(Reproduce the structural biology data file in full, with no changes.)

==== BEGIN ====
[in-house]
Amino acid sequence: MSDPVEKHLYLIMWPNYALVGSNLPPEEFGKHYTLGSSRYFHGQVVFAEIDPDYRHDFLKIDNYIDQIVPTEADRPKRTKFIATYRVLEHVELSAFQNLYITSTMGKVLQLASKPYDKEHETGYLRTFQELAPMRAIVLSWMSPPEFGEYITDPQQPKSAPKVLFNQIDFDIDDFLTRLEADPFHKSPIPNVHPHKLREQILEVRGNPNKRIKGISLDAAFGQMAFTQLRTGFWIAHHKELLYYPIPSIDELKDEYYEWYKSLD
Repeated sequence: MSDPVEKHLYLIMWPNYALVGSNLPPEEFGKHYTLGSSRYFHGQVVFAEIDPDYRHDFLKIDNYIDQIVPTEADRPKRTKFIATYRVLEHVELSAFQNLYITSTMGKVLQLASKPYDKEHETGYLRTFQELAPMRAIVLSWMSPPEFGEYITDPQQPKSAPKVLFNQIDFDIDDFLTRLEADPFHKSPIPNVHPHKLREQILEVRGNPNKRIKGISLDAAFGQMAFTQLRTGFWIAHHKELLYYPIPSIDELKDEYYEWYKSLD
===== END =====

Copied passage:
[in-house]
Amino acid sequence: MSDPVEKHLYLIMWPNYALVGSNLPPEEFGKHYTLGSSRYFHGQVVFAEIDPDYRHDFLKIDNYIDQIVPTEADRPKRTKFIATYRVLEHVELSAFQNLYITSTMGKVLQLASKPYDKEHETGYLRTFQELAPMRAIVLSWMSPPEFGEYITDPQQPKSAPKVLFNQIDFDIDDFLTRLEADPFHKSPIPNVHPHKLREQILEVRGNPNKRIKGISLDAAFGQMAFTQLRTGFWIAHHKELLYYPIPSIDELKDEYYEWYKSLD
Repeated sequence: MSDPVEKHLYLIMWPNYALVGSNLPPEEFGKHYTLGSSRYFHGQVVFAEIDPDYRHDFLKIDNYIDQIVPTEADRPKRTKFIATYRVLEHVELSAFQNLYITSTMGKVLQLASKPYDKEHETGYLRTFQELAPMRAIVLSWMSPPEFGEYITDPQQPKSAPKVLFNQIDFDIDDFLTRLEADPFHKSPIPNVHPHKLREQILEVRGNPNKRIKGISLDAAFGQMAFTQLRTGFWIAHHKELLYYPIPSIDELKDEYYEWYKSLD